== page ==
06/52: Copyright 1975

Another year older


Each week for a year, I’m going to be designing a shirt and releasing it on my Threadless store. This is the sixth design of fifty-two.


This week, in 1975, I was born. My birthday isn’t a momentous one this year. I’m just another year older and a little more gray. 

I love when I was born — I got to see the advent of the personal computer, the growth of the internet, comic book movies that don’t suck, iPhones and digital cameras. But I also remember typewriters, card catalogs, Superfriends, rotary phones and working in a darkroom.

When I was younger, it was significant work and investment to share a creation. And copyright was one way that an artist protected that investment. Today, it’s simple for a creator to publish their own writing online, share thoughts on social media, sell music and even offer t-shirts that are printed on demand. And it’s easier than ever for others to steal your creations and profit off of them.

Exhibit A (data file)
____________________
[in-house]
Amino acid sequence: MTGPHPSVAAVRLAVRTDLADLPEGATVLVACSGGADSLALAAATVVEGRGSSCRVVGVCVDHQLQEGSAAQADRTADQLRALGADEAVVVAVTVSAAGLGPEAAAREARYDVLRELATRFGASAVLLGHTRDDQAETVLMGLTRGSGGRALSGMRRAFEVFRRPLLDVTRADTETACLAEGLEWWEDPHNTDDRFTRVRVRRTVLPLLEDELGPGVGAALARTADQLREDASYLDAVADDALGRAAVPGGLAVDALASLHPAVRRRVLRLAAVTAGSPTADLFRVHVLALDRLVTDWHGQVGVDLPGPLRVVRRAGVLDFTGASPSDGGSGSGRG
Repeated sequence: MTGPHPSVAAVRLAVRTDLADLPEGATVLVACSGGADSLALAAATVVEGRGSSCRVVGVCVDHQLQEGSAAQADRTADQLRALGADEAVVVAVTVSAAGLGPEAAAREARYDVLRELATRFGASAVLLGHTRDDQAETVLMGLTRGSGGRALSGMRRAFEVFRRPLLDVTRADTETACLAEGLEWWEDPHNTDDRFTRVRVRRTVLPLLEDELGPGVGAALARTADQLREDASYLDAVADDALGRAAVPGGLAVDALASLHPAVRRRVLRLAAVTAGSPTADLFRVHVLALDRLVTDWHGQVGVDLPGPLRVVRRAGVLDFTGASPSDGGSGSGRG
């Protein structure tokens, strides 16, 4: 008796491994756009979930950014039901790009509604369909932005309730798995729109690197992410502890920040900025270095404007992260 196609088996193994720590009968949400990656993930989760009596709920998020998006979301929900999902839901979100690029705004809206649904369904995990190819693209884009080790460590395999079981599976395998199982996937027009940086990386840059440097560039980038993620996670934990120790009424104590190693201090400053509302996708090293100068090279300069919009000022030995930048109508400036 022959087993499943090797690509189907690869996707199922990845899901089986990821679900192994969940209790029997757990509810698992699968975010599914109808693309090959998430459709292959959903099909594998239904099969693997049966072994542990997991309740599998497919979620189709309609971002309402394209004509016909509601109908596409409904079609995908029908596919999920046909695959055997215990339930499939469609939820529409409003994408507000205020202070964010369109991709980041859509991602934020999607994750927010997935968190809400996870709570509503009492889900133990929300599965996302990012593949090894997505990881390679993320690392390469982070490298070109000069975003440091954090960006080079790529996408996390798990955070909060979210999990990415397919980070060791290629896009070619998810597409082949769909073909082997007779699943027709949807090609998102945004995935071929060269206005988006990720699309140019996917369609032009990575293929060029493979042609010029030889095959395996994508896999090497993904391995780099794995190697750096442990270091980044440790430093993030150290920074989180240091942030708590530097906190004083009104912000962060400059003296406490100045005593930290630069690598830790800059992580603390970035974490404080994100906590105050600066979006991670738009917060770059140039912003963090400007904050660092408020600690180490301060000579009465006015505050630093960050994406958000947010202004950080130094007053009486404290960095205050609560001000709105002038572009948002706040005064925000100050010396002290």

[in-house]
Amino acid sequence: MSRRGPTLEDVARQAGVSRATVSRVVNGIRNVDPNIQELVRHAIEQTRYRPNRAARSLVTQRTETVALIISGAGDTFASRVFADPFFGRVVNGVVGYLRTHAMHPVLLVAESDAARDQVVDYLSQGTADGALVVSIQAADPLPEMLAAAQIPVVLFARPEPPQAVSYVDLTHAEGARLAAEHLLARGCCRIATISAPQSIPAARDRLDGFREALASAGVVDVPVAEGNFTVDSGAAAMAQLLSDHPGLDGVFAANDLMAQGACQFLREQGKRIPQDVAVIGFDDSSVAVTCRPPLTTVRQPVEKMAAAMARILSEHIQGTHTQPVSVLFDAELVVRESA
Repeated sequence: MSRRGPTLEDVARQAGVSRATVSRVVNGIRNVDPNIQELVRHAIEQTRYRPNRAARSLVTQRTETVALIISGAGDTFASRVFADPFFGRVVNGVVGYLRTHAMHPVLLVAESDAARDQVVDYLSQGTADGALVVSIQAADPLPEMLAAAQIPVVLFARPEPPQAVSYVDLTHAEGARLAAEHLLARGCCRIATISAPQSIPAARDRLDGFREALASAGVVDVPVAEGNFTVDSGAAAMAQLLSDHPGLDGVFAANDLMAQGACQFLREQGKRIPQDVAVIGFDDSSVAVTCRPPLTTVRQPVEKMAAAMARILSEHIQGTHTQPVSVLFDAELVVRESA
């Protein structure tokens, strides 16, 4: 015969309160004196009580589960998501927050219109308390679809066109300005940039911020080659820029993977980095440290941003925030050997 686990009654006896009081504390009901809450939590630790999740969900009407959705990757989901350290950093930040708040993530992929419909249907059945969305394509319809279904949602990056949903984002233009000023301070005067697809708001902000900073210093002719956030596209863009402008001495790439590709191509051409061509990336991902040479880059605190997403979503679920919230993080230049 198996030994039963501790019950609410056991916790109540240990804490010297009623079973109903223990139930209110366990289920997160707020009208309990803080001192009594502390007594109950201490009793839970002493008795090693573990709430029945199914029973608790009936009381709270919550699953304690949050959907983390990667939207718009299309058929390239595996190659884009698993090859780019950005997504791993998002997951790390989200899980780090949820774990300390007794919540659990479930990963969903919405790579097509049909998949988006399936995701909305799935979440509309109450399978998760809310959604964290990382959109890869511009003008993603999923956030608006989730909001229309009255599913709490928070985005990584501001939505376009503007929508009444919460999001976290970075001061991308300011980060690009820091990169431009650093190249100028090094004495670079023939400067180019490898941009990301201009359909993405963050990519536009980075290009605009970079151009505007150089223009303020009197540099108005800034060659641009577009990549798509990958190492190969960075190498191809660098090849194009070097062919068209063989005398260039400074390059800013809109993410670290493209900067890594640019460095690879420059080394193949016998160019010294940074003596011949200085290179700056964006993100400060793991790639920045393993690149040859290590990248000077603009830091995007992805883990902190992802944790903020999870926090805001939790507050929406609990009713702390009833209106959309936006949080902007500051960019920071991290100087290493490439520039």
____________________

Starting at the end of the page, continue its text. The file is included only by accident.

Copyright was relatively straightforward when I was born, but the changes in technology are forcing an evolution in how we look at intellectual property rights. Maybe copyright is like the technology of my youth — obsolete like a rotary phone? Or maybe it just needs to evolve to better protect artists in a digital age while preserving the freedom to create. Forty years from now, I imagine copyright law with be radically different.

This week’s shirt is Copyright 1975 and you can buy one from Threadless. Of course, it only makes sense to purchase one if you were born in 1975.

Bob Wertz writes about design, technology and pop culture at Sketchbook B. Bob is a Columbia, South Carolina-based designer, creative director, college instructor, husband and dad. He’s particularly obsessed with typography, the creative process and the tools we use to create. He's currently in the middle of a project to design a new shirt a week for an entire year. Follow Bob on TwitterInstagram and Micro.Blog.